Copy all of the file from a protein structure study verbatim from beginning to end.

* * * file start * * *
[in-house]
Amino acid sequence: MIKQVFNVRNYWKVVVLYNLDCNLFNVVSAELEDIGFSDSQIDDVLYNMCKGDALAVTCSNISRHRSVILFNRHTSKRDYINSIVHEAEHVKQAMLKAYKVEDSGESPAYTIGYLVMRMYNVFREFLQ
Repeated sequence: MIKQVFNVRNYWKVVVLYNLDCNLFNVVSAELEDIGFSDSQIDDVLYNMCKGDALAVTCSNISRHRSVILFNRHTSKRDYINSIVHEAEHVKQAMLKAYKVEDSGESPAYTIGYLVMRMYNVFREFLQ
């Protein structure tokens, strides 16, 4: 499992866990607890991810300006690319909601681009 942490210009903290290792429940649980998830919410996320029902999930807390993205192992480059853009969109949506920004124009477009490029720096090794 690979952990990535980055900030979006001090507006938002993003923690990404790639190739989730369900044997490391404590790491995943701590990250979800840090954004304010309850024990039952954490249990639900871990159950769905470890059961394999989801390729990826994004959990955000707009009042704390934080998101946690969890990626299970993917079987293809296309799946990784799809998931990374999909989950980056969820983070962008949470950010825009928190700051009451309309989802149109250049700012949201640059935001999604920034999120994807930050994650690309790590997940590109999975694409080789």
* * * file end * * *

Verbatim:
[in-house]
Amino acid sequence: MIKQVFNVRNYWKVVVLYNLDCNLFNVVSAELEDIGFSDSQIDDVLYNMCKGDALAVTCSNISRHRSVILFNRHTSKRDYINSIVHEAEHVKQAMLKAYKVEDSGESPAYTIGYLVMRMYNVFREFLQ
Repeated sequence: MIKQVFNVRNYWKVVVLYNLDCNLFNVVSAELEDIGFSDSQIDDVLYNMCKGDALAVTCSNISRHRSVILFNRHTSKRDYINSIVHEAEHVKQAMLKAYKVEDSGESPAYTIGYLVMRMYNVFREFLQ
């Protein structure tokens, strides 16, 4: 499992866990607890991810300006690319909601681009 942490210009903290290792429940649980998830919410996320029902999930807390993205192992480059853009969109949506920004124009477009490029720096090794 690979952990990535980055900030979006001090507006938002993003923690990404790639190739989730369900044997490391404590790491995943701590990250979800840090954004304010309850024990039952954490249990639900871990159950769905470890059961394999989801390729990826994004959990955000707009009042704390934080998101946690969890990626299970993917079987293809296309799946990784799809998931990374999909989950980056969820983070962008949470950010825009928190700051009451309309989802149109250049700012949201640059935001999604920034999120994807930050994650690309790590997940590109999975694409080789």